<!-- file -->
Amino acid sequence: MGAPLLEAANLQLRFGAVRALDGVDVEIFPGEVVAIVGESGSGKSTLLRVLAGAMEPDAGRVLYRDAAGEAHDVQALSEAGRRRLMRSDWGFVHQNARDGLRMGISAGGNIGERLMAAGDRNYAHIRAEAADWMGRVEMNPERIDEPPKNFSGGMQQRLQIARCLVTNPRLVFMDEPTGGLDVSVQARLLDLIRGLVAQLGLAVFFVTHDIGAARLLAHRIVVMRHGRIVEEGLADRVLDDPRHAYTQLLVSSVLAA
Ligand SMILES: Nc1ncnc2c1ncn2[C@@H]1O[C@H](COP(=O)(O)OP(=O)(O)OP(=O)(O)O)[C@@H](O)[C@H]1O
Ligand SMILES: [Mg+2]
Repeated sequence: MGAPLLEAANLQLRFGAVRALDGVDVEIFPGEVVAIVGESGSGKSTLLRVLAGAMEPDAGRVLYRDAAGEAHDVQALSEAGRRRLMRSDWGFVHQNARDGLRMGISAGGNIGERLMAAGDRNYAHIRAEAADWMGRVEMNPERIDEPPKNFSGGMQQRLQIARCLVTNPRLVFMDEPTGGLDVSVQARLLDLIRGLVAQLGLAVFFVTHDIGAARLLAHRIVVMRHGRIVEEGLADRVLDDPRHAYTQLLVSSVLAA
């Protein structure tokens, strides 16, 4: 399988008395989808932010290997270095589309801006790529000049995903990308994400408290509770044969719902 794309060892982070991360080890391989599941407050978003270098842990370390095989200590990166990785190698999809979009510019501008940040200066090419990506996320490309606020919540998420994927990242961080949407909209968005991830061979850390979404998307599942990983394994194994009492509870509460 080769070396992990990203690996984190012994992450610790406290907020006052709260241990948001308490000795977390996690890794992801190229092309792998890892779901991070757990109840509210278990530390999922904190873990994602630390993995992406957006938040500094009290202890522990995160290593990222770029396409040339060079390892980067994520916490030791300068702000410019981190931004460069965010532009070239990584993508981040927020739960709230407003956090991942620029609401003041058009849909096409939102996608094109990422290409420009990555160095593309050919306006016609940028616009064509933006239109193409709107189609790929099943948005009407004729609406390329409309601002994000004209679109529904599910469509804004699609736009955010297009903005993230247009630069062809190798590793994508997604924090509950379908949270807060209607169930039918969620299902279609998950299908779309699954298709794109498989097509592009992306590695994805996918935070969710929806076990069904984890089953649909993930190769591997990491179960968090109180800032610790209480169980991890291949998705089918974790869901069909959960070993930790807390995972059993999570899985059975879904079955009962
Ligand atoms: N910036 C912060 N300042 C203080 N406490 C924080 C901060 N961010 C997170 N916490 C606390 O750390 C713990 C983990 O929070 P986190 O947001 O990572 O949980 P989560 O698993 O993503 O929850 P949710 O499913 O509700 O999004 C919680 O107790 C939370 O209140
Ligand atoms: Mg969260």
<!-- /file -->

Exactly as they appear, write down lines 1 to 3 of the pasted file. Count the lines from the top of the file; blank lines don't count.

Amino acid sequence: MGAPLLEAANLQLRFGAVRALDGVDVEIFPGEVVAIVGESGSGKSTLLRVLAGAMEPDAGRVLYRDAAGEAHDVQALSEAGRRRLMRSDWGFVHQNARDGLRMGISAGGNIGERLMAAGDRNYAHIRAEAADWMGRVEMNPERIDEPPKNFSGGMQQRLQIARCLVTNPRLVFMDEPTGGLDVSVQARLLDLIRGLVAQLGLAVFFVTHDIGAARLLAHRIVVMRHGRIVEEGLADRVLDDPRHAYTQLLVSSVLAA
Ligand SMILES: Nc1ncnc2c1ncn2[C@@H]1O[C@H](COP(=O)(O)OP(=O)(O)OP(=O)(O)O)[C@@H](O)[C@H]1O
Ligand SMILES: [Mg+2]